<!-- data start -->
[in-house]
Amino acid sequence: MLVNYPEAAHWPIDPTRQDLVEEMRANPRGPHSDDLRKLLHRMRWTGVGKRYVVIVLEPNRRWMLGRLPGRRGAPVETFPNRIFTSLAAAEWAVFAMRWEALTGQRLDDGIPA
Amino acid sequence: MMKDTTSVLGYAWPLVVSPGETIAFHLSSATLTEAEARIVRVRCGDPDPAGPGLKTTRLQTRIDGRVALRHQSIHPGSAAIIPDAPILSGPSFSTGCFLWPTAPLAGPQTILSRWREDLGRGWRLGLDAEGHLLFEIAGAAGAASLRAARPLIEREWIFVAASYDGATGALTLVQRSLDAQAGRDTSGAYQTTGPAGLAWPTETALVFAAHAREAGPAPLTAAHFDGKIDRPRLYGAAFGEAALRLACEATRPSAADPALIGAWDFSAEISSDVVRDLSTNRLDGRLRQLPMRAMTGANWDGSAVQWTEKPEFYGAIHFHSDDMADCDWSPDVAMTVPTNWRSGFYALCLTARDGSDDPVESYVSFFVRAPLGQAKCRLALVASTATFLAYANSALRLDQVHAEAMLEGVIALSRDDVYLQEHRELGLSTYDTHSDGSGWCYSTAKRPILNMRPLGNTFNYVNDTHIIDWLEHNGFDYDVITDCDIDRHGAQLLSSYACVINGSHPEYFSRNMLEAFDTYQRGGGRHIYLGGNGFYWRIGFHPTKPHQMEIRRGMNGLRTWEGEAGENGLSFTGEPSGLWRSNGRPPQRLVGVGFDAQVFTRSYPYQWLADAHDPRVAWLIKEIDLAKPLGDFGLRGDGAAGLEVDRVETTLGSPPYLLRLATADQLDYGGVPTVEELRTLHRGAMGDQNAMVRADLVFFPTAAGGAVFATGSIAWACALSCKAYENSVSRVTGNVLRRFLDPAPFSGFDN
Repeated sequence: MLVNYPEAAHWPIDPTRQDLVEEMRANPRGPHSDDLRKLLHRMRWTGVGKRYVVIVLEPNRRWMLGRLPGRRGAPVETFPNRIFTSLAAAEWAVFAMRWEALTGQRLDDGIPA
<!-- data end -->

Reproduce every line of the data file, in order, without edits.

[in-house]
Amino acid sequence: MLVNYPEAAHWPIDPTRQDLVEEMRANPRGPHSDDLRKLLHRMRWTGVGKRYVVIVLEPNRRWMLGRLPGRRGAPVETFPNRIFTSLAAAEWAVFAMRWEALTGQRLDDGIPA
Amino acid sequence: MMKDTTSVLGYAWPLVVSPGETIAFHLSSATLTEAEARIVRVRCGDPDPAGPGLKTTRLQTRIDGRVALRHQSIHPGSAAIIPDAPILSGPSFSTGCFLWPTAPLAGPQTILSRWREDLGRGWRLGLDAEGHLLFEIAGAAGAASLRAARPLIEREWIFVAASYDGATGALTLVQRSLDAQAGRDTSGAYQTTGPAGLAWPTETALVFAAHAREAGPAPLTAAHFDGKIDRPRLYGAAFGEAALRLACEATRPSAADPALIGAWDFSAEISSDVVRDLSTNRLDGRLRQLPMRAMTGANWDGSAVQWTEKPEFYGAIHFHSDDMADCDWSPDVAMTVPTNWRSGFYALCLTARDGSDDPVESYVSFFVRAPLGQAKCRLALVASTATFLAYANSALRLDQVHAEAMLEGVIALSRDDVYLQEHRELGLSTYDTHSDGSGWCYSTAKRPILNMRPLGNTFNYVNDTHIIDWLEHNGFDYDVITDCDIDRHGAQLLSSYACVINGSHPEYFSRNMLEAFDTYQRGGGRHIYLGGNGFYWRIGFHPTKPHQMEIRRGMNGLRTWEGEAGENGLSFTGEPSGLWRSNGRPPQRLVGVGFDAQVFTRSYPYQWLADAHDPRVAWLIKEIDLAKPLGDFGLRGDGAAGLEVDRVETTLGSPPYLLRLATADQLDYGGVPTVEELRTLHRGAMGDQNAMVRADLVFFPTAAGGAVFATGSIAWACALSCKAYENSVSRVTGNVLRRFLDPAPFSGFDN
Repeated sequence: MLVNYPEAAHWPIDPTRQDLVEEMRANPRGPHSDDLRKLLHRMRWTGVGKRYVVIVLEPNRRWMLGRLPGRRGAPVETFPNRIFTSLAAAEWAVFAMRWEALTGQRLDDGIPA